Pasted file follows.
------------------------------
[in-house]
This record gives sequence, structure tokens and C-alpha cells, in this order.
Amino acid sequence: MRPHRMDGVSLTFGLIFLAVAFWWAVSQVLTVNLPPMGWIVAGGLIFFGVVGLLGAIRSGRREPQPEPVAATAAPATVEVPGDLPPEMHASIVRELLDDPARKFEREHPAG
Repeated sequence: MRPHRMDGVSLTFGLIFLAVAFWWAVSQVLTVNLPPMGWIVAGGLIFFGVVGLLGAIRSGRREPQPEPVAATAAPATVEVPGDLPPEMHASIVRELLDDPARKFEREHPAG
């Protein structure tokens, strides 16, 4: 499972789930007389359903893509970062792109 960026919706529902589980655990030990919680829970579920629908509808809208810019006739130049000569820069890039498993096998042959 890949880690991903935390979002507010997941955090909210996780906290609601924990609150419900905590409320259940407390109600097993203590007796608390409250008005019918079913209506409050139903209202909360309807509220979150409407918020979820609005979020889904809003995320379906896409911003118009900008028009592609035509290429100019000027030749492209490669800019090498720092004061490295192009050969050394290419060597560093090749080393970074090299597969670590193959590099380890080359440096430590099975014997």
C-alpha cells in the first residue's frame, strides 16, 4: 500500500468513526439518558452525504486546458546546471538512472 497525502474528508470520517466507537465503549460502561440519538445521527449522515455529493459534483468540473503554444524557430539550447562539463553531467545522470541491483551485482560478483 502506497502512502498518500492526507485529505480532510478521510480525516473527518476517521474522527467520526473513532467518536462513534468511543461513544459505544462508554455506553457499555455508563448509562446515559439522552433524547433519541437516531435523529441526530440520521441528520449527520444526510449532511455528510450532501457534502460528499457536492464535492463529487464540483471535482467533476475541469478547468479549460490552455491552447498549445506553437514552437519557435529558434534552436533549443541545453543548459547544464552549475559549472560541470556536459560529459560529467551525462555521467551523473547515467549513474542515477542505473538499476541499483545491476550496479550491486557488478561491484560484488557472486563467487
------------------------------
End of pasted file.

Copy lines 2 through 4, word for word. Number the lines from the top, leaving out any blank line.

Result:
This record gives sequence, structure tokens and C-alpha cells, in this order.
Amino acid sequence: MRPHRMDGVSLTFGLIFLAVAFWWAVSQVLTVNLPPMGWIVAGGLIFFGVVGLLGAIRSGRREPQPEPVAATAAPATVEVPGDLPPEMHASIVRELLDDPARKFEREHPAG
Repeated sequence: MRPHRMDGVSLTFGLIFLAVAFWWAVSQVLTVNLPPMGWIVAGGLIFFGVVGLLGAIRSGRREPQPEPVAATAAPATVEVPGDLPPEMHASIVRELLDDPARKFEREHPAG